It was brought out at the Hearings before the Select Committee of the House Committee on Agriculture to Investigate the Activities of the Farm Security Administration, 78 Cong. 1st Sess., pursuant to H.Res. 119, pp. 982, 984, that in the course of the administration of the program of the above administration order, it became obvious to the Farm Security Administration that what the stricken farmer needed was assistance in planning his operations and the necessary credit to carry out his plans rather than advances of funds simply to meet the emergencies with which his family was faced. Accordingly, Farm Security undertook as part of the rural rehabilitation loan program to render the assistance and supervision the farmers needed. The Farm Security Administration sought to enable a low income farmer to obtain not only the information and methods developed by the college of agriculture experiment station and the Department of Agriculture, and to obtain assistance in relating this information and experience to his problems and at the same time funds were loaned with which to put such solution in operation.

Executive Order 7143 authorized loans of two general categories: (1) loans to individuals and (2) loans to associations. As to the loans to associations, Farm Security found that frequently the rehabilitation of individual farmers in certain areas was impossible because adequate land resources were not available. One of the main reasons was that the land was owned and operated in fairly large tracts and the landowners were unwilling to break up the tracts piece by piece and make individual units available to several different small farmers. To overcome this obstacle, Farm Security developed the "land-leasing program," the purpose of which was to make it possible to assist a large number of low-income farmers. This program was to aid small farmers in obtaining access to such farm land under a secure lease by helping them establish an association which could lease the entire large tract and then sublease individual family-type farms to the members. See Hearings 1001-1002; Herren v. Farm Security Administration, etc., 8 Cir., 153 F.2d 76, 79, fn. 3. This was done by helping the landowner and the farmers draw up a lease containing protective provisions for both parties and usually running for a period of 5 to 10 years. Farm Security then made a loan to the association to enable it to pay a year's rent in advance and aided the association in subleasing to individual low-income farmers. Local supervisors helped the farmers draw up their individual farm plans, and where necessary, made regulation rehabilitation loans to each farmer. They also assisted the group in handling the limited business of the association. The land-leasing associations attempted to make it possible for these farmers to operate an adequate family type farm for a number of years continuously so that they could build up livestock enterprises, work out crop rotation plans, grow sizeable gardens, and get into a diversified type of agriculture. It was in this manner that Farm Security sought to discharge its task of rehabilitating low-income farmers, a task which it had recognized as being in many instances as much of an educational task as financial. But there was no evidence that the Secretary of Agriculture ever authorized the creation of land-leasing corporations by government officials or by Farm Security. That was no part of the rehabilitation plan, though such officials did advise and assist the farmers themselves to organize such corporations. The several officers of Farm Security who testified in this case reflected their understanding of this plan of operation in the territory where they worked, including Arkansas, and their adherence to it.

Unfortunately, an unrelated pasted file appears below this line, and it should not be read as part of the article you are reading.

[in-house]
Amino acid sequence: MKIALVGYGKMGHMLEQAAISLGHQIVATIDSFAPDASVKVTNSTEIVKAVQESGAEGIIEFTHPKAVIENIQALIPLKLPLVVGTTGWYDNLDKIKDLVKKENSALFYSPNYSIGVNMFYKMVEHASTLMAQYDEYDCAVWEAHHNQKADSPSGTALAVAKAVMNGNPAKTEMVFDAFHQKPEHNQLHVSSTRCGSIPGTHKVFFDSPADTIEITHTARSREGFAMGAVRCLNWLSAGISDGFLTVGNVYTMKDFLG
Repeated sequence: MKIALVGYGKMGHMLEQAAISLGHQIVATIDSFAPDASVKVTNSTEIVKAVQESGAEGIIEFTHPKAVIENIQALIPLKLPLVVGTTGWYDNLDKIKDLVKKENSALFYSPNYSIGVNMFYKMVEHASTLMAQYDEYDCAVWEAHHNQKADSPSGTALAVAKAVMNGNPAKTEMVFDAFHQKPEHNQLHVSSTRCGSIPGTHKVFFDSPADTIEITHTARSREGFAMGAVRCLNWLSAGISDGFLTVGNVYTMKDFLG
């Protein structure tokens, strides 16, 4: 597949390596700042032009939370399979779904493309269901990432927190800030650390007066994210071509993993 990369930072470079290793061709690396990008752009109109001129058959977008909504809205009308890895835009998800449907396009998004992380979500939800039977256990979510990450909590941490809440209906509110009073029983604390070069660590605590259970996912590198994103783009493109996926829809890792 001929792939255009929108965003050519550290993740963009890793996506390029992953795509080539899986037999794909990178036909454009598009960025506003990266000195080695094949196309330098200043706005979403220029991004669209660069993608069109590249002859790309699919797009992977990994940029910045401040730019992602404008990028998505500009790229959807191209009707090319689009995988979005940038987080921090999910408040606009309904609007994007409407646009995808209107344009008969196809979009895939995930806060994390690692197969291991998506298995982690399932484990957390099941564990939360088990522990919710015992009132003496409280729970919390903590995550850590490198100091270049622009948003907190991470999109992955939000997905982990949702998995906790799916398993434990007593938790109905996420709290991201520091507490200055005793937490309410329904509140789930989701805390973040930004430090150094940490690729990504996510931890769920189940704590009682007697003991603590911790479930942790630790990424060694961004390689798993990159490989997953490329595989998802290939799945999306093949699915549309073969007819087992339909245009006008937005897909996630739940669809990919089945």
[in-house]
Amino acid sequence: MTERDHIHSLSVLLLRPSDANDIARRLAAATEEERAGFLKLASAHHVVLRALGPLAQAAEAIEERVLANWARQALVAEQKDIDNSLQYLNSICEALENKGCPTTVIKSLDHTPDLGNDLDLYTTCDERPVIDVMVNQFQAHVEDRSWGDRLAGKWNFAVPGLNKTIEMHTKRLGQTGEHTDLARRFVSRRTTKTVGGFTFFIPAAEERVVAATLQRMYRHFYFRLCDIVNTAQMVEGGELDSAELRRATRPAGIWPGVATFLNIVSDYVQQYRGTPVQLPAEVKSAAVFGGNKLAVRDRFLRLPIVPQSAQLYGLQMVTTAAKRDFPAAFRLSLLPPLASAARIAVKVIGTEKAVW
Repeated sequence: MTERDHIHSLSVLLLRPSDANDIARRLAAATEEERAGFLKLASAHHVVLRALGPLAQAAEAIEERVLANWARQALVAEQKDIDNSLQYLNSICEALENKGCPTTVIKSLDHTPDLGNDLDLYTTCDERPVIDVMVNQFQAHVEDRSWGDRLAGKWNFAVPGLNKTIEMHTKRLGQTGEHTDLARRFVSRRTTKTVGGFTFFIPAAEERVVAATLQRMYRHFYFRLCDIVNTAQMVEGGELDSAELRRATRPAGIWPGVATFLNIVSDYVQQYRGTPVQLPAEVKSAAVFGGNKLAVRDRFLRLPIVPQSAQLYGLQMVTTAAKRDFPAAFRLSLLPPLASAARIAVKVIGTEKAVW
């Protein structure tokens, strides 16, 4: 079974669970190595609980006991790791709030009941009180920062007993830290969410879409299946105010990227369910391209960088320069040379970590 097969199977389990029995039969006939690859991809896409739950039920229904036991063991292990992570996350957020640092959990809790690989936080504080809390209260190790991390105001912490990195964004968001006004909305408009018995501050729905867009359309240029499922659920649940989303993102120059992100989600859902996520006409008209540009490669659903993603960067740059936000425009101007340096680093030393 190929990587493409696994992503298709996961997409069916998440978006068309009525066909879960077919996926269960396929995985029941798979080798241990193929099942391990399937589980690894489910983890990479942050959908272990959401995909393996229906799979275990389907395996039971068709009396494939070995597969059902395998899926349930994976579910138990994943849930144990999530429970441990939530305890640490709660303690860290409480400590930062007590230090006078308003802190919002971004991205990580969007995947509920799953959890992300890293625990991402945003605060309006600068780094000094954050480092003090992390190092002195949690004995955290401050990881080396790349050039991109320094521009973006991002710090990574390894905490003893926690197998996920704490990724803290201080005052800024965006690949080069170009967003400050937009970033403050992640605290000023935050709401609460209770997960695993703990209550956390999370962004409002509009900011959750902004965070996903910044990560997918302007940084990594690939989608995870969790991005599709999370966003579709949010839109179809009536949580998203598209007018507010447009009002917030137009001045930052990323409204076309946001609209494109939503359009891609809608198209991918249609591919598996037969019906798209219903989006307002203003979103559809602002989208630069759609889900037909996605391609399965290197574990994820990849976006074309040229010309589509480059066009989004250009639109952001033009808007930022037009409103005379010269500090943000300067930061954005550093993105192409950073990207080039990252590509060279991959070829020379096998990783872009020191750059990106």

The court is not called on here to pass on whether the program of Farm Security so adopted and carried on over the course of years was as intended by Congress or not, but the existence of it as fully established must be recognized in order to get at the actual intention in particular transactions that were part of the operation of the program.

Ashley Homestead Association, Inc., the named lessee of the Herren property, was one of the land-leasing associations which Farm Security helped small farmers to incorporate and establish. It was incorporated on January 20, 1939, almost a year prior to the signing of the lease here involved, as a benevolent corporation under Secs. 2252-2261 of the Statutes of Arkansas, Pope's Digest 1937. It was a corporate entity, separate and distinct from Farm Security. Its purpose, as stated in Articles of Association, was "to rehabilitate and render self-supporting the families of its members (rural families of low income) by assisting or participating in the establishment, leasing, development and maintenance of farms, homes and other facilities, including necessary or appropriate cooperative and community facilities and enterprises, for such families on the lands now or hereafter leased or owned by this Association; * * *." No employee of Farm Security was among the incorporators of the Association. The Articles of Association and the bylaws, in addition to the usual provisions, provided that the members of the board of directors need not be members of the...